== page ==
Another early morning at the trailhead just as the sun was rising above the low hills that separated me from the East Colorado desert was a perfect start to the weekend. The curse of the two wheel drive vehicle struck again as I was forced to start at 8,000 feet and add an extra 2.7 miles of hiking to the trailhead and back. After hiking up the road from the parking lot, I quickly got warm and starting shedding layers thanks to the tree protection from the wind. As I hiked up the East ridge of Humbolt Peak, I luckily was able to enjoy the sun the entire time and a good amount of forest shelter from the wind that commonly blows West to East over the mountains. After blazing up the trail that was not yet covered by winter snow. I made it to the tree line and enjoyed my first real view–a look back to see what I had accomplished already.
Shortly after the tree line, I hit a false peak and then another false peak and once again, a false peak. Each peak took some physical and mental steam from me, minimizing the motivation in me and making every step up a little bit harder. I took a break around 13,400 feet, looking back to see the work I had done. I was hiking the ridge which I realized was quite dangerous. Everything after the tree line was very steep. One wrong move could have sent me sliding down the mountain for a thousand feet. As I worked my way up the climb, the summit finally came in view. Gathering up some last energy and motivation, I was able to make it up to the summit for a wonderful view. It was quite strange to look behind me to the East to the plains and desert and then turn to the West to quite the opposite: the high mountains of the Crestone Peak, Crestone Needle, Kit Carson Peak, and Challenger Point. After a brief snack at the summit, I headed off down the ridge toward Kit Carson Peak. Along the way, I encountered a wake up call for what was in store for tomorrow. As I descended down the ridge, I had a magnificent view of Crestone Peak and Crestone Needle. This view continually haunted me as I climbed the .75 miles over to Kit Carson Peak and for the rest of the day. While I am confident in my climbing abilities, this peak challenges even the most secure of climbers. As I climbed up Kit Carson Peak, I started to feel the heaviness building in my legs. I was spending a lot of time above 14,000 feet which I knew could be very dangerous, especially with 25-30 degree temperatures at the summits. Becoming hypoxic, hyperthermic, and dehydrated are very common when climbing at this altitude and this temperature. I noticed that I was cold but not shivering, which calmed my worries about hypothermia. I took shelter for a few minutes as I loaded as many layers, calories, and water into my system as possible. Finally, I made it to the top of Kit Carson Peak. From there, I had a short and steep descent and climb up to Challenger Point to finish the day.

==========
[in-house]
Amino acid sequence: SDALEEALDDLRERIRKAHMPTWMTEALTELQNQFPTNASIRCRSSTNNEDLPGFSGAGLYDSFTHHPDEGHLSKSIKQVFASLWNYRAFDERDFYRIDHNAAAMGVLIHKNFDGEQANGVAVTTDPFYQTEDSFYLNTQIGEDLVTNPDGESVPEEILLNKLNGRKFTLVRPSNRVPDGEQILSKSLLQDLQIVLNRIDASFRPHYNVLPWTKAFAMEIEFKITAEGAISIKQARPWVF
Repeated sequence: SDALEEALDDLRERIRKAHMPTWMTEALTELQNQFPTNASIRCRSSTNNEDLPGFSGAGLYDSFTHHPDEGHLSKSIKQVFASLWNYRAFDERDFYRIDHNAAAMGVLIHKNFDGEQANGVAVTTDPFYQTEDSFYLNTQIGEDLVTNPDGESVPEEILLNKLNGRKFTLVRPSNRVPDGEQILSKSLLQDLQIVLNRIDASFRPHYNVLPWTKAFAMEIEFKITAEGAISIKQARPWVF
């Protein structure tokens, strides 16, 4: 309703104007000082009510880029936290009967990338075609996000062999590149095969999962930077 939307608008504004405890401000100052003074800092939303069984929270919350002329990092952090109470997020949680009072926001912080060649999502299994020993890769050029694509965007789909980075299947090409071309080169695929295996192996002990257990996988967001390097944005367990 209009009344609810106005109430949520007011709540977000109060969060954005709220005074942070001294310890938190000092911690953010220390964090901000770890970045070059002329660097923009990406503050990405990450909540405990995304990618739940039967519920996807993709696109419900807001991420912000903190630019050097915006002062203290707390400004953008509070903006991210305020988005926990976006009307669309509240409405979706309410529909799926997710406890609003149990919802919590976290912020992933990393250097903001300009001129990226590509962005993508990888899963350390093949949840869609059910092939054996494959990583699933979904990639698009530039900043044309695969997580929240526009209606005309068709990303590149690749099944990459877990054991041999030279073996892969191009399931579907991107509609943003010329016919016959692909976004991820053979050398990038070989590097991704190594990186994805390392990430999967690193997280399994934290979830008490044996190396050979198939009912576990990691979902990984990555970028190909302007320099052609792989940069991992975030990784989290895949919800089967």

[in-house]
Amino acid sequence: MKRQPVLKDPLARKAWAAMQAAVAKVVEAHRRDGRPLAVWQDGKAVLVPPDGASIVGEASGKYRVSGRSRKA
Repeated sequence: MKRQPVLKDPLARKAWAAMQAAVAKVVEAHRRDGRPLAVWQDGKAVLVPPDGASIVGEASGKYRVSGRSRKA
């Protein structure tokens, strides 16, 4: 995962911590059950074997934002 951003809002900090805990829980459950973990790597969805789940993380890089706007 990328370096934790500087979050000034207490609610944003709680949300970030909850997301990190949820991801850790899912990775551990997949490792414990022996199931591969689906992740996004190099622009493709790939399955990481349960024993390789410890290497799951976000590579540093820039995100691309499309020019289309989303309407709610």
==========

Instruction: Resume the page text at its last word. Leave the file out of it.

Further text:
As I finished the short climb to Challenger Point, I realized that I had a perfect view of Pikes Peak in Colorado Springs. After enjoying some time in the sun and blocked from the wind, I began the long hike back to the car. Fortunately I could bypass Kit Carson Peak and head straight down the gulch between a pair of peaks I just completed and the pair of peaks I had on the agenda for the next day. I was able to see what I had done to complete the three peaks. And I was humbled to find that they looked like a smooth highway overpass compared to the Crestone Peak to Crestone Needle traverse that I had yet to complete. On my way down, I was able to look back and take a mental snapshot of the exremely difficult individual hikes and the class 5 traverse between them, including the infamous 100+ foot free climb up Crestone Needle from Crestone Peak. I enjoyed the rest of my day knowing how easy I had it compared to what I had in store: the second most difficult climb in Colorado. I spent the evening relaxing but had the looming thought of the unknown wind conditions and other unknown variables I had in store. I, however, looked forward to pushing my personal boundaries and finding new heights to my achievements.